When it was founded in 1976, Acer’s goal was to ‘break the boundaries between people and technology’. 34 years later Acer most definitely appears to be achieving its aims, as its latest notebook, the Aspire 5745DG, certainly conforms to the PC manufacturing giant’s aspirations to smash the confines that differentiate human beings from the technological creations they produce.
The year 2010 has seen a phenomenal rise in 3D technology stemmed from an urge to blur distinctions between reality and a machine. Being marketed as an ‘advanced 3D entertainment centre’, the Aspire 5745DG, takes 3D technology to new frontiers, enabling users to witness a multitude of multimedia facets with greater depth and excitement.
By incorporating NVIDIA 3D Vision Technology, the Aspire 5745DG facilitates visuals that literally pop out of the screen, thus enabling games and movies to ensconce viewers into the action with a renewed vigour and depth, unachievable by mere 2D computers. Home-made videos, when played with Acer Arcade Deluxe, shuttles users back to the action so they are able to relive special occasions more vividly.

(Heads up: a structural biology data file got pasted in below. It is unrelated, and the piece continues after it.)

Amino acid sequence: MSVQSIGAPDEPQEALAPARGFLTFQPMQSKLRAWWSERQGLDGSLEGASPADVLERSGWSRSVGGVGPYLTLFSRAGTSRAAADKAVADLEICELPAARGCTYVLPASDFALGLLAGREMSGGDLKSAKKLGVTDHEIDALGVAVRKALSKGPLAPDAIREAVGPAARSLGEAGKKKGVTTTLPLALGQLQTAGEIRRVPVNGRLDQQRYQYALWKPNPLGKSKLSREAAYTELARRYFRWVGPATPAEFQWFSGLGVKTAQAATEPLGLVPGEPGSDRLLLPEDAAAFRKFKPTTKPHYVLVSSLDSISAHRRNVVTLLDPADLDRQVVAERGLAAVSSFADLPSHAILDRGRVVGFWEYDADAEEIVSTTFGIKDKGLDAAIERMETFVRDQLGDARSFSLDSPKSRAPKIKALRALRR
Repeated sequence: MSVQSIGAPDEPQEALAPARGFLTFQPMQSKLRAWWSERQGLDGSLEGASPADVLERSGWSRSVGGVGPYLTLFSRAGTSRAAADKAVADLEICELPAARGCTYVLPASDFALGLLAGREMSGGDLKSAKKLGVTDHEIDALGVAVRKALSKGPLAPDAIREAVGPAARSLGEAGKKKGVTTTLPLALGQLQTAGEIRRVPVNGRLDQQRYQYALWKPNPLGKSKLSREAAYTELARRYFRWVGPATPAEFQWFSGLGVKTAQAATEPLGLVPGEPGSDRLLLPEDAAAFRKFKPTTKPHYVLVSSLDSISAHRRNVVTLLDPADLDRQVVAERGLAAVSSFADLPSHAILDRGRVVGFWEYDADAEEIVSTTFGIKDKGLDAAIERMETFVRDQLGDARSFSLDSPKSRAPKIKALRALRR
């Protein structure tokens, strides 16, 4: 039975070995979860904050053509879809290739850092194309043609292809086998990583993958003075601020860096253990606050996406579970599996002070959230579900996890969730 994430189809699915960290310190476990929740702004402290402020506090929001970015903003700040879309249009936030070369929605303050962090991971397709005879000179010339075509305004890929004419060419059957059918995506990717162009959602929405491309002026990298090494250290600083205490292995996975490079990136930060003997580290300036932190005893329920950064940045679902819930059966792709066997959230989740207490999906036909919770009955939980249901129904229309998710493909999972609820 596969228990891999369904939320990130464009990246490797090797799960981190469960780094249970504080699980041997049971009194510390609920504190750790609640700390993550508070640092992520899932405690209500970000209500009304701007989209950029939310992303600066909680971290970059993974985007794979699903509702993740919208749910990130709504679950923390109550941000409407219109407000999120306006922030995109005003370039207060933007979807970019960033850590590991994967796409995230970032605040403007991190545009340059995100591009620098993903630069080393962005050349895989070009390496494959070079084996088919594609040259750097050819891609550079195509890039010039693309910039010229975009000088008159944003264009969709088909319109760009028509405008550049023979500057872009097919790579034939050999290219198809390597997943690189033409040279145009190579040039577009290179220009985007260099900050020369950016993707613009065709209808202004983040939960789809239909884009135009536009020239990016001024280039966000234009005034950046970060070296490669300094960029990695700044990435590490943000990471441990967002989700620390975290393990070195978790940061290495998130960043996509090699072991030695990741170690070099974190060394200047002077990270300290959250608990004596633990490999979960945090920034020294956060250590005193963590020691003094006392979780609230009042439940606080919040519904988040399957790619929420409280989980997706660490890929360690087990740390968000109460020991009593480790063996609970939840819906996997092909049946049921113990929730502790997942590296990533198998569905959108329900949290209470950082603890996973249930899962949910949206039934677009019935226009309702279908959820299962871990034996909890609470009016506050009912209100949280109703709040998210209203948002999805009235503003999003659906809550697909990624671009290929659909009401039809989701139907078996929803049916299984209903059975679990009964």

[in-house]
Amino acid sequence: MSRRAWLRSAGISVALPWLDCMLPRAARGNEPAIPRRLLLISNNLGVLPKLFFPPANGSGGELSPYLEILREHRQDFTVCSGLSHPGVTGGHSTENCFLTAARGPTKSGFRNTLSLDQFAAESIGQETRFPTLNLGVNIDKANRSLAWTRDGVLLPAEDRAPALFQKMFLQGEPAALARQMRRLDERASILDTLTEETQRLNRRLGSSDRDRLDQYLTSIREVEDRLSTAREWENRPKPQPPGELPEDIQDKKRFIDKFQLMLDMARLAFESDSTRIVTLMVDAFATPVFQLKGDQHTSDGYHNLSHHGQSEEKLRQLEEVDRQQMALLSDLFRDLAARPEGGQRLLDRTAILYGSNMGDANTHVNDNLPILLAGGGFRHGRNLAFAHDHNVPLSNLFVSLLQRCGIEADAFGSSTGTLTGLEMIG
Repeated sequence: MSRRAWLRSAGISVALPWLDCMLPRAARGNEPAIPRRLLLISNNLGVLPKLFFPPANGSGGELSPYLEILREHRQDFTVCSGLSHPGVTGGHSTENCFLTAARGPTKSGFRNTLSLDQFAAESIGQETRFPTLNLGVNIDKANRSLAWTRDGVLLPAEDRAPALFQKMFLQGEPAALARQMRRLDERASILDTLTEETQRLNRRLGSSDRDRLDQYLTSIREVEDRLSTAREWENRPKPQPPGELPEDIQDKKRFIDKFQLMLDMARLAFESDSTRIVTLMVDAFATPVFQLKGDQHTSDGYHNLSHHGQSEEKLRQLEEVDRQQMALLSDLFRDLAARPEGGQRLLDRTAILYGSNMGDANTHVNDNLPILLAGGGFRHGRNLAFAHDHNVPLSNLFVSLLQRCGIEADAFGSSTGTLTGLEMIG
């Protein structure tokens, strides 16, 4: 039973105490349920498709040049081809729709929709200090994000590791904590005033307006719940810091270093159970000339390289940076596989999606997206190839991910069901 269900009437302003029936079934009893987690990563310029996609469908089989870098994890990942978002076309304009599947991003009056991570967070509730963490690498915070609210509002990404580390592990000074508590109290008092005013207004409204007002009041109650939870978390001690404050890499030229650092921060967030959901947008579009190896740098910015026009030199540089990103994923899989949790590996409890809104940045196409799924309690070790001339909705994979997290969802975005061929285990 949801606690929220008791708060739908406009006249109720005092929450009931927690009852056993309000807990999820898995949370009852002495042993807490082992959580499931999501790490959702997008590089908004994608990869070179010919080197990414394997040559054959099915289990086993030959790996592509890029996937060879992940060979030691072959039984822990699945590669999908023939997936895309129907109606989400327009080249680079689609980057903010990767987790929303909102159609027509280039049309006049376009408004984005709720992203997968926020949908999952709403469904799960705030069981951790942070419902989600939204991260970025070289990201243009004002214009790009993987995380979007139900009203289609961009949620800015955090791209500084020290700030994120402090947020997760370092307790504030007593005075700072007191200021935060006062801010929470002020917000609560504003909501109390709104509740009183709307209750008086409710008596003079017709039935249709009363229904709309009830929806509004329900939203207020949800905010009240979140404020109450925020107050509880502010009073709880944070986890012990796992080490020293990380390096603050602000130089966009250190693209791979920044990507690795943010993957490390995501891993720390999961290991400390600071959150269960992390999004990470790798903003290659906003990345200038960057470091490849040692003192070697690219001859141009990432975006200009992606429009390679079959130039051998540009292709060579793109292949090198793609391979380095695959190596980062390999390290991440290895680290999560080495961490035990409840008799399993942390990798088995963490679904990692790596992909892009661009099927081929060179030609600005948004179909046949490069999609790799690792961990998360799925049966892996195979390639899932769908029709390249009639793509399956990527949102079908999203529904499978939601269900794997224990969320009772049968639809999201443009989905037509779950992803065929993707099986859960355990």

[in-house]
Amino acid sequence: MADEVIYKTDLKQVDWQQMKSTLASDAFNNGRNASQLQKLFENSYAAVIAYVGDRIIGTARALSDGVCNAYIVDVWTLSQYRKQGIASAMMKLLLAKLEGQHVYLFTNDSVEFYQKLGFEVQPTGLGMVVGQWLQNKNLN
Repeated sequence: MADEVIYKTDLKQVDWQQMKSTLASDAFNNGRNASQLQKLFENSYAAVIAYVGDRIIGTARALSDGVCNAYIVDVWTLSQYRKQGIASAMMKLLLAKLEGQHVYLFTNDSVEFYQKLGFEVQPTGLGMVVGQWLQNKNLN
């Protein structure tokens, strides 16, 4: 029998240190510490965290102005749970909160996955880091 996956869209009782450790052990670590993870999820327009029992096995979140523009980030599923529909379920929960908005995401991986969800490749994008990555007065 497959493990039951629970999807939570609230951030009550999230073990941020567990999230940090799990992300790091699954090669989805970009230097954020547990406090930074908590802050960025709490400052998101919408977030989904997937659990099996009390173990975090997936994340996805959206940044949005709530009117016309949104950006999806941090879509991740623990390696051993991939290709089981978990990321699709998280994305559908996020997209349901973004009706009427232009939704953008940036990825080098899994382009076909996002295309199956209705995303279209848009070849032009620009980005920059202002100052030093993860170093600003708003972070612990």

Coming equipped with Blu-ray Disc drive that plays multi-channel surround sound, sound effects and music are delivered in high-definition and to pinpoint accuracy and with Acer Arcade Deluxe millions of videos, songs, photographs and films can be simplistically managed.
Whilst its large capacity disc drive guarantees plenty of storage space, up to 16GB of DDR3 memory ensures for fast and efficient multitasking. And by integrating Intel Core i7, i5 and i3 Mobile CPU processing power, the Aspire 5745DG has been built to handle the most demanding of workloads. The limitless world of the internet is instantly at your fingertips with the Acer Aspire 5745DG, thanks to a 802.11a/b/g/n Wi-Fi CERTIFIED network.
Aesthetically the Aspire 5745DG could not come much more aerodynamically elegant, causing users to astonishingly muse how something so sophisticated, powerful and ‘real’, could be containing within something so streamlined and small.
Our only fear now is that with technology this sophisticated and ‘authentic’, will we be able to regress back to the duller world of the two-dimensional?